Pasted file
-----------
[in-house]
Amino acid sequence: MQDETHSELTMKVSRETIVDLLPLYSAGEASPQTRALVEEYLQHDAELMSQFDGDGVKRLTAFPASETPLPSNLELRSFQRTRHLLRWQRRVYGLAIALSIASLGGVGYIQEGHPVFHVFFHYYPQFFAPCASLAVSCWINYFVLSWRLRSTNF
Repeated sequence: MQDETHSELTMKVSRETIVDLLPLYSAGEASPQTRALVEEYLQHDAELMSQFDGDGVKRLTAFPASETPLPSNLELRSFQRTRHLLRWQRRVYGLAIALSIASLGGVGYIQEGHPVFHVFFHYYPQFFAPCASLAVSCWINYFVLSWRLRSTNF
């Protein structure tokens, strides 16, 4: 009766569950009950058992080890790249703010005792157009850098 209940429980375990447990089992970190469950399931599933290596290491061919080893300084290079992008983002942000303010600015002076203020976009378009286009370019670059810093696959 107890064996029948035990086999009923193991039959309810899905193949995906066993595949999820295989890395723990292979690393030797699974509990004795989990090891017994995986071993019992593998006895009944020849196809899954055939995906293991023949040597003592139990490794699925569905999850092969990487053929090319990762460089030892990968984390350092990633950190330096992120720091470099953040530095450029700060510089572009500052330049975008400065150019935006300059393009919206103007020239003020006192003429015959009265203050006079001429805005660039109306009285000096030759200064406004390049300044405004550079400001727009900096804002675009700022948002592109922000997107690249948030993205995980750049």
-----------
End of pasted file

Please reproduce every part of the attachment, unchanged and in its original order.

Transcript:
[in-house]
Amino acid sequence: MQDETHSELTMKVSRETIVDLLPLYSAGEASPQTRALVEEYLQHDAELMSQFDGDGVKRLTAFPASETPLPSNLELRSFQRTRHLLRWQRRVYGLAIALSIASLGGVGYIQEGHPVFHVFFHYYPQFFAPCASLAVSCWINYFVLSWRLRSTNF
Repeated sequence: MQDETHSELTMKVSRETIVDLLPLYSAGEASPQTRALVEEYLQHDAELMSQFDGDGVKRLTAFPASETPLPSNLELRSFQRTRHLLRWQRRVYGLAIALSIASLGGVGYIQEGHPVFHVFFHYYPQFFAPCASLAVSCWINYFVLSWRLRSTNF
């Protein structure tokens, strides 16, 4: 009766569950009950058992080890790249703010005792157009850098 209940429980375990447990089992970190469950399931599933290596290491061919080893300084290079992008983002942000303010600015002076203020976009378009286009370019670059810093696959 107890064996029948035990086999009923193991039959309810899905193949995906066993595949999820295989890395723990292979690393030797699974509990004795989990090891017994995986071993019992593998006895009944020849196809899954055939995906293991023949040597003592139990490794699925569905999850092969990487053929090319990762460089030892990968984390350092990633950190330096992120720091470099953040530095450029700060510089572009500052330049975008400065150019935006300059393009919206103007020239003020006192003429015959009265203050006079001429805005660039109306009285000096030759200064406004390049300044405004550079400001727009900096804002675009700022948002592109922000997107690249948030993205995980750049």